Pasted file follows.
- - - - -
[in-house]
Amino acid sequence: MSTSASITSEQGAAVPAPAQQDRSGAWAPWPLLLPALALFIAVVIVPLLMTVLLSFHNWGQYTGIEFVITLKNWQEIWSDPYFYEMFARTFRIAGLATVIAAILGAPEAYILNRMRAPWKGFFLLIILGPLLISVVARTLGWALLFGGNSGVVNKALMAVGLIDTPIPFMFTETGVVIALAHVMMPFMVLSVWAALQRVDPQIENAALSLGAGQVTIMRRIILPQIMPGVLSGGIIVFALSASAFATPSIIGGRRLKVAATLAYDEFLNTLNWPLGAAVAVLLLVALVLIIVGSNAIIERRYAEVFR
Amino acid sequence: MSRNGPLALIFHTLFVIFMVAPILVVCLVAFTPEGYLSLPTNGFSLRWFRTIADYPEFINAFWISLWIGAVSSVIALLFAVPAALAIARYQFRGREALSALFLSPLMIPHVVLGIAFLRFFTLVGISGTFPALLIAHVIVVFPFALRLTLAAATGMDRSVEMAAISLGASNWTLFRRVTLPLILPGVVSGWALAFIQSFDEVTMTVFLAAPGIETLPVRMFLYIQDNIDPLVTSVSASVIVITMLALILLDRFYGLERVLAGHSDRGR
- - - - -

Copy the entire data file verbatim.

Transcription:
[in-house]
Amino acid sequence: MSTSASITSEQGAAVPAPAQQDRSGAWAPWPLLLPALALFIAVVIVPLLMTVLLSFHNWGQYTGIEFVITLKNWQEIWSDPYFYEMFARTFRIAGLATVIAAILGAPEAYILNRMRAPWKGFFLLIILGPLLISVVARTLGWALLFGGNSGVVNKALMAVGLIDTPIPFMFTETGVVIALAHVMMPFMVLSVWAALQRVDPQIENAALSLGAGQVTIMRRIILPQIMPGVLSGGIIVFALSASAFATPSIIGGRRLKVAATLAYDEFLNTLNWPLGAAVAVLLLVALVLIIVGSNAIIERRYAEVFR
Amino acid sequence: MSRNGPLALIFHTLFVIFMVAPILVVCLVAFTPEGYLSLPTNGFSLRWFRTIADYPEFINAFWISLWIGAVSSVIALLFAVPAALAIARYQFRGREALSALFLSPLMIPHVVLGIAFLRFFTLVGISGTFPALLIAHVIVVFPFALRLTLAAATGMDRSVEMAAISLGASNWTLFRRVTLPLILPGVVSGWALAFIQSFDEVTMTVFLAAPGIETLPVRMFLYIQDNIDPLVTSVSASVIVITMLALILLDRFYGLERVLAGHSDRGR